November and December 1837
In 1830, President Andrew Jackson passed the Indian Removal Act. This act of legislation changed the course of history for many Native American tribes. It sparked the Trail of Tears, the forced relocation of thousands of tribe members, and instigated violence and war in many locations around the United States. One such location is Florida.
In accordance with the new act, the Seminole Tribe was told that they must leave Florida and relocate to Indian Territory (present-day Oklahoma). Some chiefs agreed to these terms, hoping to avoid war, and submitted to removal, but others refused. Standing up for their right to stay on their homeland, the Seminoles ignited a resistance that culminated in a seven-year war lasting from 1835-1842. The Second Seminole War, as it came to be known, was one of the deadliest and costliest American Indian Wars ever fought on US soil.
During this war, a group of Seminoles was captured and brought to St. Augustine as prisoners. The way in which they were captured caused an outcry amongst the rest of the Seminoles and many white Americans as well. Seminole leaders, warriors, and their families gathered at Fort Peyton, seven miles south of St. Augustine, for an intended negotiation. The group had been summoned to that location by General Jesup with the pretense of a peaceful parley. The group approached the fort, under a white flag of truce, and as they proceeded towards the fort, they were surrounded by soldiers and taken as prisoners.
Over 230 prisoners were eventually brought to St. Augustine and imprisoned inside Fort Marion, as the Castillo was known at the time. During their confinement, they were kept in the rooms on the west side and southwest corner of the fort. They were constantly kept under guard. They were permitted access to the courtyard for daily exercise, but they were not permitted beyond the gates of the sally port. Illness would prove to be a constant concern and pervasive problem during their two-month confinement in November and December of 1837.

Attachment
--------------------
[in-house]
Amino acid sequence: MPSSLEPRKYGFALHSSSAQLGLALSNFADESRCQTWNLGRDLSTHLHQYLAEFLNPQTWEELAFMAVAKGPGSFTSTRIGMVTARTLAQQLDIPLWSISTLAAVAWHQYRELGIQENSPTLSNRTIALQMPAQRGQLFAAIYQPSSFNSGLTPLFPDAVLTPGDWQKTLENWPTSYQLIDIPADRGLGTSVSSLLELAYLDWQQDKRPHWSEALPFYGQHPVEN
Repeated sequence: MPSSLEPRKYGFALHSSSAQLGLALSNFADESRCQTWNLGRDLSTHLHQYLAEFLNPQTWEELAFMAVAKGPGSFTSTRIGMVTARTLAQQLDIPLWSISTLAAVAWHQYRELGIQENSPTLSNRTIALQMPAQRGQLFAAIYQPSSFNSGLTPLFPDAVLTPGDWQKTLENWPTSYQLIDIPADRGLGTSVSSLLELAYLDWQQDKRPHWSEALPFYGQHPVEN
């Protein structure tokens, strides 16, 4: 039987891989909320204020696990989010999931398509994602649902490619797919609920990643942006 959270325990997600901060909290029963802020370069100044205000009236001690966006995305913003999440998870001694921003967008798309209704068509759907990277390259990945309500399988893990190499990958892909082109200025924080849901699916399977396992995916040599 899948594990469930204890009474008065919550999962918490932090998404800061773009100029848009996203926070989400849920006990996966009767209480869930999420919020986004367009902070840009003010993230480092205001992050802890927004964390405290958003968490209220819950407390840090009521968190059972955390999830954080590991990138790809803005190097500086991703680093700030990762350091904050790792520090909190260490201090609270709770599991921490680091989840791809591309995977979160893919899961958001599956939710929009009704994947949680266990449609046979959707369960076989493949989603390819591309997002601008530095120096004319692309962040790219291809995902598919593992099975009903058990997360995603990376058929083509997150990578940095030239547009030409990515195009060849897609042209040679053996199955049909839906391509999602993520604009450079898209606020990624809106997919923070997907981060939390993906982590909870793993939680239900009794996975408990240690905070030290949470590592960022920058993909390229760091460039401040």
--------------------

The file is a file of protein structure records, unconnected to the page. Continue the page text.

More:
Included in the group of prisoners was the famous Seminole war leader, Osceola. He was not a chief, which is a common misconception, but he was very influential during the early phase of the war. He was known to be an inspiring speaker who generated enthusiasm and support for the war effort and rallied his troops during the toughest of battles. Unfortunately, Osceola was very ill during his imprisonment, possibly suffering from quinsy or malaria. While imprisoned, he was treated by a local physician named Dr. Weedon. When the group was eventually moved to Fort Moultrie in Charleston, South Carolina, Dr. Weedon traveled with the prisoners and treated Osceola until his death. Osceola is buried on the fort’s property today.
Another well-known prisoner at Fort Marion was Coacoochee, or Wild Cat. Wild Cat was also an influential leader during the war. He, however, was not destined to remain a prisoner in St. Augustine for very long. On the night of November 29, 1837, he led a daring escape from the fort. On that night, 20 prisoners somehow made their escape to freedom, but the details of that escape are highly debated today. According to US Army records, the prisoners escaped by climbing out of a window in a room in the southwest corner of the fort. Wild Cat, who later told his version of the story to an author and reporter, also claimed that he climbed out of a window of the fort, but he claimed that only he and one other man escaped. Some contemporary historians debate that such an escape would not be feasible due to the size of the aforementioned windows in the walls. Other versions and theories have been put forward, but no one truly knows what happened that night.
The details of the escape may be less important than the fact that it happened at all. After Wild Cat escaped from Fort Marion, he continued to fight with Seminole forces and led many victories in battle. Some historians argue that his escape helped to rally weary fighters to continue their efforts and that his leadership changed the course of the war. If Wild Cat had not escaped, the outcome of the war and the future of the tribe could have been very different. Even today, most members of the Seminole Tribe of Florida trace their heritage back to those 20 prisoners who escaped.
The war between the Seminole Tribe and the US Army concluded in 1842, but there was never an official treaty ending the conflict. In 1842, many of the surviving Seminoles in Florida fled south, seeking refuge in the Everglades, and the Army gave up their effort to remove them from the territory. To this day, the Seminoles still call themselves the Unconquered People.